Directors Ryan Fleck and Anna Boden speaking at The Pentagon in March 2019

Also in July, the California Film Commission awarded a $20.7 million tax credit to the production, going towards the first $100 million spent on qualified in-state expenditures, making California the main filming location for Captain Marvel. D’Esposito was excited about this, given Marvel Studios’ headquarters and post-production facilities are also in the state, allowing them to streamline the production process for this film and others. Awarding of the tax credit was dependent on filming beginning within 180 days. Marvel planned to spend $118.6 million filming in the state, for a net of $97.8 million after the tax credit was applied. Schwartz said one of the reasons Los Angeles was chosen for filming was because “not a lot of big movies shoot in LA anymore, so it weirdly feels like fresh territory for a movie like this.”

Geneva Robertson-Dworet was hired by mid-August to take over the scripting duties for Captain Marvel after LeFauve left the project to co-direct Gigantic for Disney Animation. Perlman also left the project, but stated that the story she and LeFauve had worked on in earlier drafts would be retained in the final screenplay. Robertson-Dworet described the film as an action-comedy, and likened her script to an initial one she wrote for Tomb Raider (2018) before that film took a more dramatic tone. She added that it was important to the entire creative team to keep the comedic elements of the film and the sassiness of Danvers’ character. Robertson-Dworet also credited Boden for helping to shape Danvers’ voice in the film and the desire “to carve our own path and make sure we weren’t retreading the same territory [after the release of Wonder Woman], and showing all facets of what women are capable of.” Feige added that Captain Marvel would have action scenes that would pay homage to 1990s action films, including Terminator 2: Judgment Day (1991), since the 1990s action genre was one Marvel Studios had yet to explore. He also stated much of the film would take place in outer space. RoboCop (1987), The French Connection (1971), and The Conversation (1974) also served as influences on Captain Marvel for Boden and Fleck. Speaking specifically to RoboCop, the directors were drawn to “this idea of a character who’s finding himself and finding his past” from that film and how it could connect to the story they were telling in Captain Marvel. DeConnick and quantum physicist Spyridon Michalakis, of the Institute for Quantum Information and Matter at the California Institute of Technology, consulted on the film.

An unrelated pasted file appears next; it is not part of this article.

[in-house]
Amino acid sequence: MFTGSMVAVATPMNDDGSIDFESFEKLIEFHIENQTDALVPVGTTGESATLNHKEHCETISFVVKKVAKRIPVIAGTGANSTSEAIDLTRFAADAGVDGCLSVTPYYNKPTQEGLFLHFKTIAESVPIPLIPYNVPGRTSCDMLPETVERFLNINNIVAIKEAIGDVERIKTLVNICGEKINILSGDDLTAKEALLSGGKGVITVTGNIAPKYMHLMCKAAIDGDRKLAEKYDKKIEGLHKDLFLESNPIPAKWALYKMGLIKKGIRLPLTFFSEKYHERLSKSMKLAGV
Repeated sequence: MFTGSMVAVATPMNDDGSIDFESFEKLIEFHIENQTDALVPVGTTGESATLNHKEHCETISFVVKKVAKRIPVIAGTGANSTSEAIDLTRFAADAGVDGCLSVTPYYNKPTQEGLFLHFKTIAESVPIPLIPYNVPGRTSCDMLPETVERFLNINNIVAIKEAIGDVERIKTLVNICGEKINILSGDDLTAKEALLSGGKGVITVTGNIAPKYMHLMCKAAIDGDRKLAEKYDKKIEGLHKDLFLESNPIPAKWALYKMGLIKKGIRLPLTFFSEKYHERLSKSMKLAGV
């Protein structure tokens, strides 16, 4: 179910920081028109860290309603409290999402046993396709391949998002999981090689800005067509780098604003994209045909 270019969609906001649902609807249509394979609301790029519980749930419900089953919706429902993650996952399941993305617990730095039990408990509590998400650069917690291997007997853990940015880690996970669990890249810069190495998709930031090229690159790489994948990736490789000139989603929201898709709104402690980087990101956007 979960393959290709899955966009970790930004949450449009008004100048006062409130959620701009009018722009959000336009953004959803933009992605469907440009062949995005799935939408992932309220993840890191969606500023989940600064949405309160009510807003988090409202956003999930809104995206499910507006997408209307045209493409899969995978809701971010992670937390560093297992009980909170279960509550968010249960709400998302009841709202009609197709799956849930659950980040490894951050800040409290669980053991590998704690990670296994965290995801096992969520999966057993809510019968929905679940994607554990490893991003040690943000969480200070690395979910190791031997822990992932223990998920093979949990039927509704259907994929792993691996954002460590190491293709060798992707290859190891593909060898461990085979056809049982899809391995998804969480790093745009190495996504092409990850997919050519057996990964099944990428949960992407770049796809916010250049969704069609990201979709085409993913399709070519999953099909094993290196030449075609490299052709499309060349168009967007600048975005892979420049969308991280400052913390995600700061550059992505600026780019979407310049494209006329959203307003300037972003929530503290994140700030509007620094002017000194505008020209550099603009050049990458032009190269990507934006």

By October, filming was slated to begin in March 2018. Feige said the film would play a significant role in setting up Avengers: Endgame which was scheduled for release after Captain Marvel. Ben Mendelsohn entered negotiations to join the film as the main villain, having previously worked with Boden and Fleck on their film Mississippi Grind (2015). They had him in mind for the Captain Marvel villain when they first began working on this film’s story, and Mendelsohn agreed to play the role shortly after discussing the film with the directors. By November, Jude Law was in negotiations to join the film, which at the time was reported to be the role of Walter Lawson / Mar-Vell. In January 2018, DeWanda Wise was cast as Maria Rambeau, and Mendelsohn and Law were confirmed to have been cast.


Filming of Captain Marvel at Edwards Air Force Base in April 2018

Location shooting occurred at the end of January 2018. Set photos taken at that time showed Larson in a green and black uniform instead of the character’s familiar red and blue suit. Feige responded by saying that Marvel accepts the risk of set photos being leaked as a consequence of location shooting, and felt that “most people are savvy enough to know they’re looking at a behind-the-scenes photo, completely out of context.” He added that a large number of scenes in the film would be shot on location.